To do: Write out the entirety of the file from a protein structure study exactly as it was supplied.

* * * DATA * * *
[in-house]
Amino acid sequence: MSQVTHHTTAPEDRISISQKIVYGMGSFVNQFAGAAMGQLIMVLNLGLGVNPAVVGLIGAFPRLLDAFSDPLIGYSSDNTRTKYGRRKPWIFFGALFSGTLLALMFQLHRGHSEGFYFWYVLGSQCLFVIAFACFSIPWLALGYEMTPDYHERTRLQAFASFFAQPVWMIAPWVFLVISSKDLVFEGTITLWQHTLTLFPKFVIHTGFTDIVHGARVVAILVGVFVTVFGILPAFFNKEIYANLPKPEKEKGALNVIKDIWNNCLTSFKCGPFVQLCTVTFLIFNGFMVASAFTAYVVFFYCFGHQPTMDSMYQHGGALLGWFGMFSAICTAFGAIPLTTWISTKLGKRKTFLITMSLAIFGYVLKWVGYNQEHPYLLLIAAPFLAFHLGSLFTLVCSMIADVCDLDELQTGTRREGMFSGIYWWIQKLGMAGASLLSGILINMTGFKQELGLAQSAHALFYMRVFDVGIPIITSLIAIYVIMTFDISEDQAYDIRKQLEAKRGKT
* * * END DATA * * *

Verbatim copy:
[in-house]
Amino acid sequence: MSQVTHHTTAPEDRISISQKIVYGMGSFVNQFAGAAMGQLIMVLNLGLGVNPAVVGLIGAFPRLLDAFSDPLIGYSSDNTRTKYGRRKPWIFFGALFSGTLLALMFQLHRGHSEGFYFWYVLGSQCLFVIAFACFSIPWLALGYEMTPDYHERTRLQAFASFFAQPVWMIAPWVFLVISSKDLVFEGTITLWQHTLTLFPKFVIHTGFTDIVHGARVVAILVGVFVTVFGILPAFFNKEIYANLPKPEKEKGALNVIKDIWNNCLTSFKCGPFVQLCTVTFLIFNGFMVASAFTAYVVFFYCFGHQPTMDSMYQHGGALLGWFGMFSAICTAFGAIPLTTWISTKLGKRKTFLITMSLAIFGYVLKWVGYNQEHPYLLLIAAPFLAFHLGSLFTLVCSMIADVCDLDELQTGTRREGMFSGIYWWIQKLGMAGASLLSGILINMTGFKQELGLAQSAHALFYMRVFDVGIPIITSLIAIYVIMTFDISEDQAYDIRKQLEAKRGKT